Sunday, July 03, 2005

get a [preaching] life

Preachers take themselves far too seriously. I was at a conference, sitting at the back, listening and clearing my email. The visiting speaker tells me “I hope no-one ever treats you with that much dis-respect.”

It’s like get a life. It’s like have you never seen the back row of a youth service and watched everyone texting. It’s like have you never watched the way people watch TV, the way they tune in and out. Welcome to a culture in which people multi-track.

It might not be ideal, but it’s life. Get high and mighty, or work out ways to enculturate and participate in our multi-track culture. Earn the right to subvert.

Posted by steve at 08:59 PM


  1. Great comments Steve. Whenever I really want to listen to someone speaking, I play with my Palm Treo. I don’t do things that take brain power or concentration away, basically I keep my hands busy because I get very distracted when I try to just sit and listen. I never do that at any other time in my life, so why expect myself to be able to do it just because it is the done thing? Maybe I’ll try out your ‘get a life’ line on my uni lecturers …

    Comment by Tim — July 3, 2005 @ 10:44 pm

  2. yes, but mostly no, i don’t buy it. take it elsewhere i say. if people want to check your e-mail during a service then leave : that’s what i encourage my youth group to do : don’t write notes and giggle in the sanctuary, don’t txt inane messages during the communal time : respect your environments, there’s no shame in getting up and going into the foyer to have your conversation or multitracking, no-one is forcing anyone to stay here and express blatant disinterest. i don’t think i’m full of myself for asking for that…i just think some things are worth subverting and others are not : this one in my opinion is not.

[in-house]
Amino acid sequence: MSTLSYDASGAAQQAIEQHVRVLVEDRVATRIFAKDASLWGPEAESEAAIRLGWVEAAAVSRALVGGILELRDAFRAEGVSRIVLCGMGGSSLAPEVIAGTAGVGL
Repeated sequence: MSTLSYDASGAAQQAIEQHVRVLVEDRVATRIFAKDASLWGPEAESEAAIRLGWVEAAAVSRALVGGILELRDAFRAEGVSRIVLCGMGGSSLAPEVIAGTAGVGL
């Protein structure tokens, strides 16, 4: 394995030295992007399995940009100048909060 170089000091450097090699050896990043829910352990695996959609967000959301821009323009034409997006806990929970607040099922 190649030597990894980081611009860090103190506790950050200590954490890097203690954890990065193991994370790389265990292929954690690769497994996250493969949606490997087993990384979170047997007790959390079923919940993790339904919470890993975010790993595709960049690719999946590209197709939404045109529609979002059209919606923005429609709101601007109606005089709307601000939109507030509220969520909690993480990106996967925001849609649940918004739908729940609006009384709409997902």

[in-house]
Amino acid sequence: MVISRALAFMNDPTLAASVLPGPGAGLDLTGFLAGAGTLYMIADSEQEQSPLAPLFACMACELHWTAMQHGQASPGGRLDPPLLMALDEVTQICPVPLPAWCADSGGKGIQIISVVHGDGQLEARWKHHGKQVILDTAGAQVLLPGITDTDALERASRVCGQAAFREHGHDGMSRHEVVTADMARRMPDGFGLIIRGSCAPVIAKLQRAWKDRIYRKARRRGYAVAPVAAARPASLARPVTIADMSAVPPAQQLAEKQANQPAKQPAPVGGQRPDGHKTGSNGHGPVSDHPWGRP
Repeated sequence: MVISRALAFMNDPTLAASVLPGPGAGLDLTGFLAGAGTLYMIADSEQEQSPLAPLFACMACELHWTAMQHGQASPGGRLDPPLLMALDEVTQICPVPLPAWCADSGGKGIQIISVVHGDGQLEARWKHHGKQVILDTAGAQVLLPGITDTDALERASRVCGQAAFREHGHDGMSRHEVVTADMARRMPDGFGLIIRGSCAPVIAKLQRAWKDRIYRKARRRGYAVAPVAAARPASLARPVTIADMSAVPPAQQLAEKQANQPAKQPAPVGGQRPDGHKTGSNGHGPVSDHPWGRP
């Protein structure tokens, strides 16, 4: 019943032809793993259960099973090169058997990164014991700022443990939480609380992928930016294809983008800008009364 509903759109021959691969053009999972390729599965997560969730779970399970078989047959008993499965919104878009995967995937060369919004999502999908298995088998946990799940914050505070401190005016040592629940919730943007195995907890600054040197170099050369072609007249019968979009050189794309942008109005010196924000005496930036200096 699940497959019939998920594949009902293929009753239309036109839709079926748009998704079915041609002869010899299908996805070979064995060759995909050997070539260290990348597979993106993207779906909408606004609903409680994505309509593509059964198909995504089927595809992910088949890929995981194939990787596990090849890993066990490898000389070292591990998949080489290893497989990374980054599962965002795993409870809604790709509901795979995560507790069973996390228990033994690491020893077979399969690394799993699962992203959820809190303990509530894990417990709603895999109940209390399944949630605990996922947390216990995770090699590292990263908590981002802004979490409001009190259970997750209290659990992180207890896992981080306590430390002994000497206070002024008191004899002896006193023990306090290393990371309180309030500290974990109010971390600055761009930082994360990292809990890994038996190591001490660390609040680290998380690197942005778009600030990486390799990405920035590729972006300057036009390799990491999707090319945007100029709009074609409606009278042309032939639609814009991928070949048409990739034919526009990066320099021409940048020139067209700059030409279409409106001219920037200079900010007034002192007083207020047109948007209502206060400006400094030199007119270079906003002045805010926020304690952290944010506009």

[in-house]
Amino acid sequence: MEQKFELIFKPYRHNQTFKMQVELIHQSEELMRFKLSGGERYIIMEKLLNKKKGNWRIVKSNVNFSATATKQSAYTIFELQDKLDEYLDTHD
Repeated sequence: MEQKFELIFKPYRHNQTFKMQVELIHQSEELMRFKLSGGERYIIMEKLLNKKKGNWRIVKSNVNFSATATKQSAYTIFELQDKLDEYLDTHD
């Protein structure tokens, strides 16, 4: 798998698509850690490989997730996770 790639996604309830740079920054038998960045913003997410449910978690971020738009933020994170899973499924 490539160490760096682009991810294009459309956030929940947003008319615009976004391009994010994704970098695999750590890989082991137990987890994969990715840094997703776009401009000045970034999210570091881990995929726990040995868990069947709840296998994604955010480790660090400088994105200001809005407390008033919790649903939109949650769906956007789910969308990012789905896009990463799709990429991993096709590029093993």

movie theaters don’t tolerate ‘multitracking’, why should churches?

    Comment by stu Mcgregor — July 3, 2005 @ 11:15 pm

  3. Of course, if you’re a kinaesthetic learner, then fidgiting while you are in a sermon is a sign that you’re still listening (or not!)

    However…. I’m not completely convinced, Steve, that the above line of argument isn’t a bit of an excuse for something else. I don’t particularly want to defend a monologue sermon, but the capacity to completely focus on something is probably essential in any proper listening. I often wonder if we’re all in a state of being reduced by technology, rather than expanded. Any serious relationship needs moments of serious, uncluttered listening and undistracted beholding. OK, so maybe the preachers of monologue sermons are being over-precious, but if humanity loses the capacity to focus, then I think we’ve lost something essential to the better part of our humanity. Imagine if Mary had been fiddling with a mobile phone while Gabriel was trying to tell her that she was highly favoured by God …